# Common Base Configuration

Consider a n-p-n transistor in common base configuration. In this common base configuration, emitter current IE is the input and collector current IC is the output current.

# Common Base Configuration

#### Current Amplification Factor (α)

The ratio of the transistor output current to the input current is called current gain of a transistor.
The ration of the collector current to the emitter current is called dc forward current transfer ratio or the dc current gain. It is designated by αdc  and is known as the alpha dc.

Common Base dc current gain, αdc = IC / IE.
Where IC and IE are the magnitude of the collector current and emitter currents at a particular point on the transistor characteristics.

As the collector current is always less than emitter current, the value of αdc is always less than unity.
Typical values of αdc lies in the range of 0.95 to 0.998.
From equation, αdc = IC / IE, We have IC = αdc IE.
We can write αdc simply as α, then IC =αIE
Since IC = IC(majority) + ICBO(minority), the above equation can be written as
IC = α IC (majority) + ICBO
We know that IE = IC + Ior

IB = IE – IC  = IE – (αIE + ICBO)

IB = IE (1-α) – ICBO
Neglecting ICBO, we can write IB = IE (1-α)
Common-base short circuit (ac) current gain is defined as the ratio of a small change in collector current (ΔIC) to the corresponding change in emitter current (ΔIE) at constant collector-base voltage. It is denoted by αac.
αac = (ΔIC / ΔIE) / VCB = constant.

For all practical purpose dc current gain is considered equal to the ac current gain. i.e. αdc = αac.
This parameter is extremely important in transistor theory. It should be pointed out that α is not a constant, but varies with emitter current IE, collector to base voltage VCB and temperature.
• It may be note that the current gain of a transistor in common-base configuration is less than unity. But still it is called the current gain; It is due to the fact that the output resistance of common-base transistor is much higher than the input resistance. This produces a large voltage gain and hence the large power gain.

## Characteristics of Common Base Configuration

• The figure above shows that the experimental arrangement for determining the static characteristic of an n-p-n transistor in common-base mode.
• Two regulated dc power supplies VEE and VCC are connected in the circuit as shown in the fig. two milli-ammeters and two voltmeters are included in the circuit to not the required current and voltage to draw characteristic.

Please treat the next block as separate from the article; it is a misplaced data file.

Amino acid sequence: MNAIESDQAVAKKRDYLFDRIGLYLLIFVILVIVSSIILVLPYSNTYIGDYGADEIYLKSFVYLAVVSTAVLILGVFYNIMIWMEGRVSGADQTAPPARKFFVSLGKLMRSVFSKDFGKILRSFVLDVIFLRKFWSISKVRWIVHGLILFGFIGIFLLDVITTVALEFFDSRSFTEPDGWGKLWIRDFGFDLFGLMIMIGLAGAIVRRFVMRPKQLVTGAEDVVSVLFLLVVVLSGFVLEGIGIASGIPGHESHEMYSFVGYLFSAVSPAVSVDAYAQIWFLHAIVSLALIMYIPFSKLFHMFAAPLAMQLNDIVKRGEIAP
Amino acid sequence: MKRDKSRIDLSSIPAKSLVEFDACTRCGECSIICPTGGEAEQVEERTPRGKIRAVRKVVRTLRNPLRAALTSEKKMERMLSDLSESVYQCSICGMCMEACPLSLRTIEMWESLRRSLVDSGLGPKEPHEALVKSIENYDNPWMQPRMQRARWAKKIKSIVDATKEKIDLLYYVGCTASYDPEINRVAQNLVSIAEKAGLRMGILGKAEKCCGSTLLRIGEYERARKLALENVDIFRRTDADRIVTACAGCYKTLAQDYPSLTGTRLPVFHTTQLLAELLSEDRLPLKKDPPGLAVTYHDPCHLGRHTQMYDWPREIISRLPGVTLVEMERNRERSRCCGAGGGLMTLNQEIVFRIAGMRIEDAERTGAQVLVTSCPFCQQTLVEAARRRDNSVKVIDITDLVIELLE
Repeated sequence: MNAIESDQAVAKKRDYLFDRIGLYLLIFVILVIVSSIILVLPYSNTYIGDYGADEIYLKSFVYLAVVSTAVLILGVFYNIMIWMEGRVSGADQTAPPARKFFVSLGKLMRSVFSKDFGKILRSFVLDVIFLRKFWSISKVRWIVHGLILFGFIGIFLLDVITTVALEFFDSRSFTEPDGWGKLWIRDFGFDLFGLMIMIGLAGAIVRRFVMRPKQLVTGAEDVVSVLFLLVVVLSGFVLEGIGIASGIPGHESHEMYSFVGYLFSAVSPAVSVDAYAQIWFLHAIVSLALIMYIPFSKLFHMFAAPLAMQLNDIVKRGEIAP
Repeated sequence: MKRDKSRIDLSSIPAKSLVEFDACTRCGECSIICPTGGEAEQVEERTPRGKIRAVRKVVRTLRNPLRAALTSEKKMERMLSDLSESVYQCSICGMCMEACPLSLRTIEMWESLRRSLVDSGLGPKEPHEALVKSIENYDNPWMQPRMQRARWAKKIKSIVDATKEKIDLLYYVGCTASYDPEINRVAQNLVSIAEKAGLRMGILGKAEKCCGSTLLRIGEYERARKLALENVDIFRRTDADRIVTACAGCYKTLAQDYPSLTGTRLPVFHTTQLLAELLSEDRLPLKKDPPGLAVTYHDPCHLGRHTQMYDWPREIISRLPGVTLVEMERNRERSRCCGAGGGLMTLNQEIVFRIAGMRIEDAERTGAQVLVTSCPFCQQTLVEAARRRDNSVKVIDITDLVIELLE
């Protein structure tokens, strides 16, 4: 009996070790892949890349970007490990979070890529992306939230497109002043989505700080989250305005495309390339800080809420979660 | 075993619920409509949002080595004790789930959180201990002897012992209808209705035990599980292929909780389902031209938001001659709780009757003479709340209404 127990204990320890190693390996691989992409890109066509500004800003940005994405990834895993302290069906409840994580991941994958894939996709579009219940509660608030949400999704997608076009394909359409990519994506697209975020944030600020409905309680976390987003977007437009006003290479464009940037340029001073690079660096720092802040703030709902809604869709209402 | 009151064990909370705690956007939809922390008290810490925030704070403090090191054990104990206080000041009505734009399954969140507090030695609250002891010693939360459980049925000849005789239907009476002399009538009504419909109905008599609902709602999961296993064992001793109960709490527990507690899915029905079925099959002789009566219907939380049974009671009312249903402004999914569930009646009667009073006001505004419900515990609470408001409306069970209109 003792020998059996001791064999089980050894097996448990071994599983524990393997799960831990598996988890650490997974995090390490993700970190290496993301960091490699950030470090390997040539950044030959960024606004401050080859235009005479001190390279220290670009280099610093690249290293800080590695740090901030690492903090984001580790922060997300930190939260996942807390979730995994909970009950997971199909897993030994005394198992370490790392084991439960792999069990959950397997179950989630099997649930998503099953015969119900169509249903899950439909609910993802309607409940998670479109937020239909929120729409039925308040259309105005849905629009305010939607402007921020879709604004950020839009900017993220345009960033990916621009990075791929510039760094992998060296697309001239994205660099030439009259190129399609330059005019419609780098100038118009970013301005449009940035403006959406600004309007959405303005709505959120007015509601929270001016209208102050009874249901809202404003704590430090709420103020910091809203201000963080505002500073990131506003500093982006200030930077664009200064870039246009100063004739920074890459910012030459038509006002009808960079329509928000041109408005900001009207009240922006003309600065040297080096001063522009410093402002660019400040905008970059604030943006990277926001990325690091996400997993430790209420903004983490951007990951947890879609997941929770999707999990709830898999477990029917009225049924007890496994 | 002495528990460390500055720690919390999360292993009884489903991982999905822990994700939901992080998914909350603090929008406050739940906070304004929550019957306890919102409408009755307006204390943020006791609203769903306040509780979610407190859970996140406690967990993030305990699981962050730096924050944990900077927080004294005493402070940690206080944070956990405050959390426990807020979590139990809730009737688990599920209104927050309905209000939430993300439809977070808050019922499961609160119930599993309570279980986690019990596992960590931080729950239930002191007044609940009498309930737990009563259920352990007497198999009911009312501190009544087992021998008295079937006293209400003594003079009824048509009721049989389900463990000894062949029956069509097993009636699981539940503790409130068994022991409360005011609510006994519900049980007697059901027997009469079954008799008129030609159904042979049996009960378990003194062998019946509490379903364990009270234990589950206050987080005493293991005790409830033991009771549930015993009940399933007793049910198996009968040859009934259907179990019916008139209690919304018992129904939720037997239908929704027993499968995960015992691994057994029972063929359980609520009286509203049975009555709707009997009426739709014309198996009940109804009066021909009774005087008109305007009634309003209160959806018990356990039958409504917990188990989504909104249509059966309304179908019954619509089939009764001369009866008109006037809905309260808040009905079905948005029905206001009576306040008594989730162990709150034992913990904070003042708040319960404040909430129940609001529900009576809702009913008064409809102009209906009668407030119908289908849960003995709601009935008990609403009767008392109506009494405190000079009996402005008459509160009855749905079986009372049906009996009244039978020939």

### Input Characteristics of common base configuration (VEE vs IE, VCB = Constant)

• Let the collector to base voltage VCB (say 2V) be kept constant The emitter to base voltage VEB is varied in small steps, say 0.1s repeated V and the corresponding values of emitter current IE are noted for each value of VEB.
• The test is repeated for various values of VCB. It is found that the increasing levels of VCB results in a reduced level VEB to establish the same current.
• The input characteristic of a typical transistor of common-base mode are shown if fig. the emitter current IE is taken along Y axis and emitter-base voltage VEB along X axis. Note the tight grouping of the curves for the wide range of values for VCB. The average value of the curve appear to begin its rise at about VEB=0.5 for Si transistor a 25oC.
• The emitter currents are almost independent of VCB. As with the semiconductor silicon diode, a first approximation for the forward-biased base-emitter junction in the dc mode would that VEB = 0.7V.

### Output Characteristic of common base configuration (VCB Vs IC, IE = Constant)

The emitter current, IE is kept constant (say 2mA). The collector to base voltage is varied from zero in suitable steps; say IV and corresponding values of IC are noted. The experiment is repeated for different values of IE. The output characteristic curves obtained are shown in fig.

The common base configuration output characteristics can be divided into three distinct regions namely
1. Active region
2. saturation region
3. cut-off region
• The active region is the region that is located to the right of the line VCB=0 and above the emitter current, IE=0. In this region, the collector current is constant and is almost equal to the emitter current.
• The saturation region id the region that located to the left of the line VCB=0 and above the output characteristic if emitter current IE=0. The collector current, IC increases sharply for a small change in VCB.
• In the above figure the emitter current increases above zero, the collector current increases to a magnitude equal to that of the emitter current as determined by the basic transistor-current relations. The curves clearly indicate that a first approximation to the relationship between IC and IE in the active region is give by IC=IE.
• When IE=0, IC=ICBO, which is the leakage current of the collector base diode. IE=0 is called cut-off region.
The output characteristic curve may be used to determine dynamic output resistance, It is defined as the ration of a small change in collector to base voltage to the corresponding change in collector current are constant emitter current.
output Resistance Ro = {ΔVCB / ΔIC} IE = Constant

• The reciprocal of the slope of the output characteristics gives the dynamic output resistance. The value of Ro is very high and is of the order of mega ohms.
• The characteristic may be used to determine small-signal common-base current gain or ac alpha (αac) of transistor. This can be done by selecting two points M and N on the characteristic and note down the corresponding values of ΔIC and ΔIE.
αdc = ΔIC / ΔIE  = 2mA / 2mA = 1 mA